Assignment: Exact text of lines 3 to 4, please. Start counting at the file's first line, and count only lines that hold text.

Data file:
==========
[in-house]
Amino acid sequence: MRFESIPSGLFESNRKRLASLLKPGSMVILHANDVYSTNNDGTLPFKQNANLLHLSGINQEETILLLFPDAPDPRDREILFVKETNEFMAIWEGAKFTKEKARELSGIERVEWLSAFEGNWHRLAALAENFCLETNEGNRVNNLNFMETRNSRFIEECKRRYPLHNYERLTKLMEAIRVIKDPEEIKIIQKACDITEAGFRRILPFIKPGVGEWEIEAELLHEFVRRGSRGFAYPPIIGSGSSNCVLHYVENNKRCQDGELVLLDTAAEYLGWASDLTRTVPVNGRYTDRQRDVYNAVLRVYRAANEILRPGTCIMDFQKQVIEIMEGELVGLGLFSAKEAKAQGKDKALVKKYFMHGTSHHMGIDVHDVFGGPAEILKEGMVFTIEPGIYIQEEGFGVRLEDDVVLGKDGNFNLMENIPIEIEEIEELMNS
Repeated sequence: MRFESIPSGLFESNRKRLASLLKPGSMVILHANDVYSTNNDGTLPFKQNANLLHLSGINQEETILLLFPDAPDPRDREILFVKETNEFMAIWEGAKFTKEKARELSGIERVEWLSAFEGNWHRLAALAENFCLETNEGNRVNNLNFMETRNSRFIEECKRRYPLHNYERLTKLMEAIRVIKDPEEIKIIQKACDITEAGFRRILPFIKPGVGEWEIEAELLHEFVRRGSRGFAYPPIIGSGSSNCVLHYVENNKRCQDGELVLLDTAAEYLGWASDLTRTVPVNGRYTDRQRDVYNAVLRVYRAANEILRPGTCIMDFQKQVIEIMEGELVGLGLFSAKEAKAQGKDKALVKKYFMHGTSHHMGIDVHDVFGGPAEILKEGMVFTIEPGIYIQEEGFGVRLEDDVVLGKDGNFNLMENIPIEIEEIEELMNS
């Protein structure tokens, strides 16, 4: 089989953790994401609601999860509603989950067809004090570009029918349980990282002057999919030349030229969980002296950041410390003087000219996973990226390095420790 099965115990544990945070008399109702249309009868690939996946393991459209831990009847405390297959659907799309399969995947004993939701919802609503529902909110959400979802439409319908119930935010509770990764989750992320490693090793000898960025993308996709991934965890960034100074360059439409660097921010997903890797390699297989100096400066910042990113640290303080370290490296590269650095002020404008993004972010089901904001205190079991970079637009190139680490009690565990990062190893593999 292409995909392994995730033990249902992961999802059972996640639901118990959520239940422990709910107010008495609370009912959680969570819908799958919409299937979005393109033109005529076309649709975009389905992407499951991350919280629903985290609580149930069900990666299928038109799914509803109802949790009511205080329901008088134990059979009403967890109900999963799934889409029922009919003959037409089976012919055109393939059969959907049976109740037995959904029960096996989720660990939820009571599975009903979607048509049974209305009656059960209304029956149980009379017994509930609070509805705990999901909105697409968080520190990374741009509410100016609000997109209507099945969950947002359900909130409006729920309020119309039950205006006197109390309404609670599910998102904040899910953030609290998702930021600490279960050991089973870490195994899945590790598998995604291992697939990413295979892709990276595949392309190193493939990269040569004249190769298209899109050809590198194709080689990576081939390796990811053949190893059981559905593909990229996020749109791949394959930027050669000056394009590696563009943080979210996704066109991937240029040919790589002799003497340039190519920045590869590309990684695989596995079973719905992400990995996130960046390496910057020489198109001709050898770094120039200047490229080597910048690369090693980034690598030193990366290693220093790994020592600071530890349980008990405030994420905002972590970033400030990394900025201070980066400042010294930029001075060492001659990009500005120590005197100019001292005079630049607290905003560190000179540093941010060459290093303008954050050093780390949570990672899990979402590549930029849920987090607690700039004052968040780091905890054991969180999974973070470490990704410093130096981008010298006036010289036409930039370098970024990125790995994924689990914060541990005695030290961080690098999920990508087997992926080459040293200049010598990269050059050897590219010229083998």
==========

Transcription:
Repeated sequence: MRFESIPSGLFESNRKRLASLLKPGSMVILHANDVYSTNNDGTLPFKQNANLLHLSGINQEETILLLFPDAPDPRDREILFVKETNEFMAIWEGAKFTKEKARELSGIERVEWLSAFEGNWHRLAALAENFCLETNEGNRVNNLNFMETRNSRFIEECKRRYPLHNYERLTKLMEAIRVIKDPEEIKIIQKACDITEAGFRRILPFIKPGVGEWEIEAELLHEFVRRGSRGFAYPPIIGSGSSNCVLHYVENNKRCQDGELVLLDTAAEYLGWASDLTRTVPVNGRYTDRQRDVYNAVLRVYRAANEILRPGTCIMDFQKQVIEIMEGELVGLGLFSAKEAKAQGKDKALVKKYFMHGTSHHMGIDVHDVFGGPAEILKEGMVFTIEPGIYIQEEGFGVRLEDDVVLGKDGNFNLMENIPIEIEEIEELMNS
């Protein structure tokens, strides 16, 4: 089989953790994401609601999860509603989950067809004090570009029918349980990282002057999919030349030229969980002296950041410390003087000219996973990226390095420790 099965115990544990945070008399109702249309009868690939996946393991459209831990009847405390297959659907799309399969995947004993939701919802609503529902909110959400979802439409319908119930935010509770990764989750992320490693090793000898960025993308996709991934965890960034100074360059439409660097921010997903890797390699297989100096400066910042990113640290303080370290490296590269650095002020404008993004972010089901904001205190079991970079637009190139680490009690565990990062190893593999 292409995909392994995730033990249902992961999802059972996640639901118990959520239940422990709910107010008495609370009912959680969570819908799958919409299937979005393109033109005529076309649709975009389905992407499951991350919280629903985290609580149930069900990666299928038109799914509803109802949790009511205080329901008088134990059979009403967890109900999963799934889409029922009919003959037409089976012919055109393939059969959907049976109740037995959904029960096996989720660990939820009571599975009903979607048509049974209305009656059960209304029956149980009379017994509930609070509805705990999901909105697409968080520190990374741009509410100016609000997109209507099945969950947002359900909130409006729920309020119309039950205006006197109390309404609670599910998102904040899910953030609290998702930021600490279960050991089973870490195994899945590790598998995604291992697939990413295979892709990276595949392309190193493939990269040569004249190769298209899109050809590198194709080689990576081939390796990811053949190893059981559905593909990229996020749109791949394959930027050669000056394009590696563009943080979210996704066109991937240029040919790589002799003497340039190519920045590869590309990684695989596995079973719905992400990995996130960046390496910057020489198109001709050898770094120039200047490229080597910048690369090693980034690598030193990366290693220093790994020592600071530890349980008990405030994420905002972590970033400030990394900025201070980066400042010294930029001075060492001659990009500005120590005197100019001292005079630049607290905003560190000179540093941010060459290093303008954050050093780390949570990672899990979402590549930029849920987090607690700039004052968040780091905890054991969180999974973070470490990704410093130096981008010298006036010289036409930039370098970024990125790995994924689990914060541990005695030290961080690098999920990508087997992926080459040293200049010598990269050059050897590219010229083998």